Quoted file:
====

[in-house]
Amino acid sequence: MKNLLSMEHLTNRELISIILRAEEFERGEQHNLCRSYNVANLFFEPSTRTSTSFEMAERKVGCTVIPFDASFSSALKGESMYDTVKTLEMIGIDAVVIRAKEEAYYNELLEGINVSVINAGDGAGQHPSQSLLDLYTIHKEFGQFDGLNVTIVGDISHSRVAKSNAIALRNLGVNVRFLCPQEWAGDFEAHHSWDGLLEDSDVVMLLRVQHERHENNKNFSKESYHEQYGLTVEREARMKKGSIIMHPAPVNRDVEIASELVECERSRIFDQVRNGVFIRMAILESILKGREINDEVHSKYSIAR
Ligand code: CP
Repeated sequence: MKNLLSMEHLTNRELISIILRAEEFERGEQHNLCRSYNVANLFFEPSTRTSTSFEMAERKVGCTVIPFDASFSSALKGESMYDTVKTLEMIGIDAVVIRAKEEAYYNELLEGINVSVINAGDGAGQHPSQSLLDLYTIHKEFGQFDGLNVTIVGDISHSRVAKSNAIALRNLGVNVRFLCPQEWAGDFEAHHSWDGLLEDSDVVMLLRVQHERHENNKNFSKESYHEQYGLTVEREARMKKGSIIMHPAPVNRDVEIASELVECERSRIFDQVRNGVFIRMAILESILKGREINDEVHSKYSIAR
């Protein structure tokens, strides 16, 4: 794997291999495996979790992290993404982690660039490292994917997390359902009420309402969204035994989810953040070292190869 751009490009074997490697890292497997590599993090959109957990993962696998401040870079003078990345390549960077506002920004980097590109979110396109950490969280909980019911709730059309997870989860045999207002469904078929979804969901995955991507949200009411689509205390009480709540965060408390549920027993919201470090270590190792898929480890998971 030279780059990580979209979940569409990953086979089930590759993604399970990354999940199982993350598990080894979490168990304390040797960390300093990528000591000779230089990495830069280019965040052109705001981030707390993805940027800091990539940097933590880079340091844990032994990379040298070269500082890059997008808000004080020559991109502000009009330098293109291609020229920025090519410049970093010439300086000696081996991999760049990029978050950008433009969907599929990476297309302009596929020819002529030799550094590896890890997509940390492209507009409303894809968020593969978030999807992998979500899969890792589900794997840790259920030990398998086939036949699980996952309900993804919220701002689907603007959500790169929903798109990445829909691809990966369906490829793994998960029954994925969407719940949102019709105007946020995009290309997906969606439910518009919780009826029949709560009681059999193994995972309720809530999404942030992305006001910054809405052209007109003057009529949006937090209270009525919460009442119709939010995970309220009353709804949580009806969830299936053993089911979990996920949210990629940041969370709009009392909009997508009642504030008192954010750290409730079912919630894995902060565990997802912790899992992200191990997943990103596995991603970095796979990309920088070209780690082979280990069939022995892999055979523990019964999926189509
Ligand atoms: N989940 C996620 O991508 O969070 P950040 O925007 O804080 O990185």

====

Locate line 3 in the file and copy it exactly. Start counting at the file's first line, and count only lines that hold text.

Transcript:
Ligand code: CP